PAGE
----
The amended definition could provide a new means for the SEC to regulate crypto platforms.
By Stephen P. Wink, Marlon Q. Paz, Naim Culhaci, Ian Irlander, and Deric Behar
We previously published a blog post on the set of proposed amendments (Proposal) issued on January 26, 2022, by the Securities and Exchange Commission (SEC) regarding the regulation of alternative trading systems (ATSs) that would, among other things, substantially expand the activities covered by the definition of an “exchange” as interpreted by Rule 3b-16 under the Exchange Act to capture “Communication Protocol Systems”. Whereas we previously offered our general views on the proposed expansion of definitions and resulting potential impact on the securities industry, now we turn specifically to the potential impact of the Proposal on platforms trading digital assets.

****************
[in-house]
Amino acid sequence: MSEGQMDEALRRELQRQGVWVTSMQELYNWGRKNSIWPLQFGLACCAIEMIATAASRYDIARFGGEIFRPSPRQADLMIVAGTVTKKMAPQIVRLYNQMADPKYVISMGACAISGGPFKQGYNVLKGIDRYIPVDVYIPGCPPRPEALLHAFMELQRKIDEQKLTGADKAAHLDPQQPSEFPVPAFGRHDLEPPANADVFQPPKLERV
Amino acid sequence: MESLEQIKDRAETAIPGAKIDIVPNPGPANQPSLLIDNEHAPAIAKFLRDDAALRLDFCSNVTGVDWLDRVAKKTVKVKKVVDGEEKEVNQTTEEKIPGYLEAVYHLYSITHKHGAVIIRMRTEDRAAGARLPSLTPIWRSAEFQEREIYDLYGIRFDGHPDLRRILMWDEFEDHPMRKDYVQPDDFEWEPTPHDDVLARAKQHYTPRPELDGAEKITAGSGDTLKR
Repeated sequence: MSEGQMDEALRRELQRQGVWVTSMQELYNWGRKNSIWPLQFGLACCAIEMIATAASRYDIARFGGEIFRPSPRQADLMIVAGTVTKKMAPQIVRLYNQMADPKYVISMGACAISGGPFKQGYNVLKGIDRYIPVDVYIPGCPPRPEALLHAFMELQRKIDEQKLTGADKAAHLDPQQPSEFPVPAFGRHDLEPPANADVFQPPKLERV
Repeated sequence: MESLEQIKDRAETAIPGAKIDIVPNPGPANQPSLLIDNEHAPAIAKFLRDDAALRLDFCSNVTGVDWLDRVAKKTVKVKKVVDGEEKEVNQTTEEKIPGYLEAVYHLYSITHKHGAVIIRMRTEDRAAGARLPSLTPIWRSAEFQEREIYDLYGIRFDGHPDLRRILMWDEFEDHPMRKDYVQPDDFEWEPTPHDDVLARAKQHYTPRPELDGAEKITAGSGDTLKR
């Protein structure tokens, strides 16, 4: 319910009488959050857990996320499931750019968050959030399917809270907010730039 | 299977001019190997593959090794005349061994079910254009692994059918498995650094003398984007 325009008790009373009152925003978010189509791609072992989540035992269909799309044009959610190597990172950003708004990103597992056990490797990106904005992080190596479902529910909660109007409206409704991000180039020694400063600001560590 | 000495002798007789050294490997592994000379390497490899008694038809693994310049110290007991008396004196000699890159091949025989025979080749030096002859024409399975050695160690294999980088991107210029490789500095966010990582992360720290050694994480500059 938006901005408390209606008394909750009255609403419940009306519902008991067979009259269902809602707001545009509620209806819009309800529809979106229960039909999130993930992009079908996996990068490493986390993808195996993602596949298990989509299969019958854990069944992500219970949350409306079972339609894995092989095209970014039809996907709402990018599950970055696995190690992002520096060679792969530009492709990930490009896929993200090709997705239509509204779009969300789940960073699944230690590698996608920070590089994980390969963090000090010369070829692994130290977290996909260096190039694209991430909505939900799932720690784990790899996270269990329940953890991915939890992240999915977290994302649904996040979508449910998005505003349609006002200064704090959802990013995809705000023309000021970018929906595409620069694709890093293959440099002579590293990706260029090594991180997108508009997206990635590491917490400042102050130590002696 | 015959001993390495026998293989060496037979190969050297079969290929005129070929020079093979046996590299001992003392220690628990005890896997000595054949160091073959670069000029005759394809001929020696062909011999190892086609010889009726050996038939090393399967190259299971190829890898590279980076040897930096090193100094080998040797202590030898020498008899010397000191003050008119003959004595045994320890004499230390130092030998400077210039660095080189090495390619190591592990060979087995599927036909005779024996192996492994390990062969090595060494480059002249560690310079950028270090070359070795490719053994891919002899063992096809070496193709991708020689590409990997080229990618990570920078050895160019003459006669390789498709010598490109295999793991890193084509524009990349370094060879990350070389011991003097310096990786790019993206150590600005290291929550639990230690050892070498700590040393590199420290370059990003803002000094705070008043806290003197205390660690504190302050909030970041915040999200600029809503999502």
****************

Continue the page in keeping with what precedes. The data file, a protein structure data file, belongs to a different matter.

The SEC’s Proposed Expansions to the Definitions Used to Define “Exchange”
The Proposal would capture “Communication Protocol Systems” by expanding Rule 3b-16’s interpretation of the “exchange” definition in several meaningful aspects, including the following:
- Bringing Together Buyers and Sellers Using Trading Interest. The amended rule would replace the requirement that the platform “[bring] together the [firm] orders of multiple buyers and sellers” with the requirement that the platform “[bring] together buyers and sellers of securities using trading interest.” “Trading interest” in this context would be defined to include any firm orders as well as “any non-firm indication of a willingness to buy or sell a security that identifies at least the security and either quantity, direction (buy or sell), or price.”